We live in risky times. Security incidents and data breaches are more common than ever and digital-minded companies usually bear the brunt of it.
Organizations are constantly at risk and can be compromised in no time by ransomware, cyberattacks, social engineering, and corporate espionage. But, in truth, the most common way companies are undermined and infiltrated is through the actions of individual members inside of the organization itself.
Having this in mind, it’s crucial for companies to have strong internet security policies and robust guidelines in place. A company's cybersecurity policy should be detailed and comprehensive. It should mandate clear steps and procedures, not just common-sense basics like:
- Lock your workstation before leaving your device unattended
- Use a screen protector when traveling
- Don’t leave sensitive documents on the desk
- Don’t share access to your device with anyone
It also shouldn’t read like this: “don’t take screenshots because of the security policy” or “security policy prevents use of cameras”. It should explain the why, not just the what.
In this article, we will outline some of the more important elements your company’s internet security policy should include, how to implement the changes, and why using these strategies is a good idea.
1. Password Policy
For each service that employees use within the company (or personal services, for that matter), each employee should use a unique password that has NEVER been used before. The following services can help your employees create, secure, and organize their passwords:
-HaveIbeenPwned: By subscribing to HaveIBeenPwned, employees will receive a notification if one of their accounts has been compromised in a company data breach.
-Password managers: A password manager can help employees secure and easily access multiple strong (hard-to-remember) passwords. Most can also generate ridiculously difficult passwords for them to use.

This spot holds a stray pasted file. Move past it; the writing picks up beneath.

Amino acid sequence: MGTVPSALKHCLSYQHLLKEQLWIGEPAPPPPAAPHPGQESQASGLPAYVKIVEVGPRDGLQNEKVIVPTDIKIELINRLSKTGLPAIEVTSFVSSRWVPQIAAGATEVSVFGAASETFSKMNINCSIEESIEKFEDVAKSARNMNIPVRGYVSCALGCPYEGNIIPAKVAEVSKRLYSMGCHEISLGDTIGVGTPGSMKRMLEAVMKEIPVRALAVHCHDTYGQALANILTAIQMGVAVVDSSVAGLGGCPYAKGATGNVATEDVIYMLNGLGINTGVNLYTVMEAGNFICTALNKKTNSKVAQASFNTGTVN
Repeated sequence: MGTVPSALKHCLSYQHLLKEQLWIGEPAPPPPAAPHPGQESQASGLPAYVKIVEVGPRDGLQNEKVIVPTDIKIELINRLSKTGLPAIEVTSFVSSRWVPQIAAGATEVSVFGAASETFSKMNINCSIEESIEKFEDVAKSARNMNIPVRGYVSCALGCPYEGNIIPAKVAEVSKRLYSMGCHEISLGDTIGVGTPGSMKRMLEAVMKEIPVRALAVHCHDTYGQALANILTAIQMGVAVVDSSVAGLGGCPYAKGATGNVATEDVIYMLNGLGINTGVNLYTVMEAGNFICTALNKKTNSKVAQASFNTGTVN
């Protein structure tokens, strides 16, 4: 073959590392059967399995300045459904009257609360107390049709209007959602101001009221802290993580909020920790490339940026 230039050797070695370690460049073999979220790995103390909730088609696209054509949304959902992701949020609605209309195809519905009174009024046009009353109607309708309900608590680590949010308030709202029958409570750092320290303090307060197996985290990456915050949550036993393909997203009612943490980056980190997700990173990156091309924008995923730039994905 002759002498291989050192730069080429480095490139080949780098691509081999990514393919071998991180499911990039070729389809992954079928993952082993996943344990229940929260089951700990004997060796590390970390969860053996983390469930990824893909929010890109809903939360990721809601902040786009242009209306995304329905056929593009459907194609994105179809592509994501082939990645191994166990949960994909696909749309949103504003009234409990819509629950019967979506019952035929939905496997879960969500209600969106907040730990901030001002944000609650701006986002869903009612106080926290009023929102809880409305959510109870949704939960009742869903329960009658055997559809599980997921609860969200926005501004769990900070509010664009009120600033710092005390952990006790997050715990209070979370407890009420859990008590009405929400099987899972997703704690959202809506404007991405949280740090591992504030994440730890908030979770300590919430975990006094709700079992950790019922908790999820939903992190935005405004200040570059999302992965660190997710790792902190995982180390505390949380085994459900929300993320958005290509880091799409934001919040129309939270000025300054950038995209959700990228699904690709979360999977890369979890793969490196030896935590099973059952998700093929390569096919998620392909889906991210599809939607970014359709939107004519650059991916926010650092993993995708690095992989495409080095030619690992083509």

-Use of 2FA: In addition to using ironclad passwords, 2FA or two-factor authentication should (must) be enabled on all services that support the feature.
2. Software Policy
All software used by employees must be 100% up-to-date! This includes not just the operating system but all other software that is installed on employee devices. Unused software should be uninstalled and security updates must always be promptly installed.
Some software has a higher possibility of being attacked remotely. That’s why it’s particularly important you make updating the software listed below a high priority:
- Operating system (desktop and mobile)
- PDF viewer
- Microsoft Office
- Email clients
3. Need-to-know Access
Some employees have access to several privileged accounts and services used by the company. Not all of these employees may really need access either. Sensitive accounts need to be shared with as few people as possible within the company.
On top of limiting access, the overseer or manager should keep up-to-date access lists so that he or she always knows who has access to what account at any given moment.
Also, the appropriate manager should approve access to all the services accounts used by the employees. When an employee that had access to some services leaves the company, the manager is obliged to change the passwords and inform all concerned parties.
Furthermore, passwords for company accounts and services should be changed on a regular basis to avoid any incidents.
4. Browsing Recommendations
In order to prevent devices from being compromised while privately browsing, the browser your employees should use is Brave. However, they still have to make sure that all plugins are up to date, in particular Flash and Adobe, which are frequently found to have vulnerabilities.
How to maintain solid browser security? Make sure to use the 2 following extensions: HTTPSEveryWhere and uBlock Origin.
-HTTPSEverywhere attempts to close the gap between misconfigured HTTPS and browsers. Brave browser is automatically upgraded to HTTPSEverywhere!
-uBlock Origin is not a security extension specifically, but it helps block unwanted content. Plus, there have been incidents where ads were used to deliver malware.
Also, make sure your chosen company browser has WebRTC/Flash/Java disabled on in order to decrease the attack surface. Which is a fancy way to say that there are less avenues for viruses to access the browser.
5. Email Security
Make sure that your internet security policy includes a special section on email security. One of the points that this part should include is that employees should never open attachments from untrusted sources, especially if they are .zip or .exe.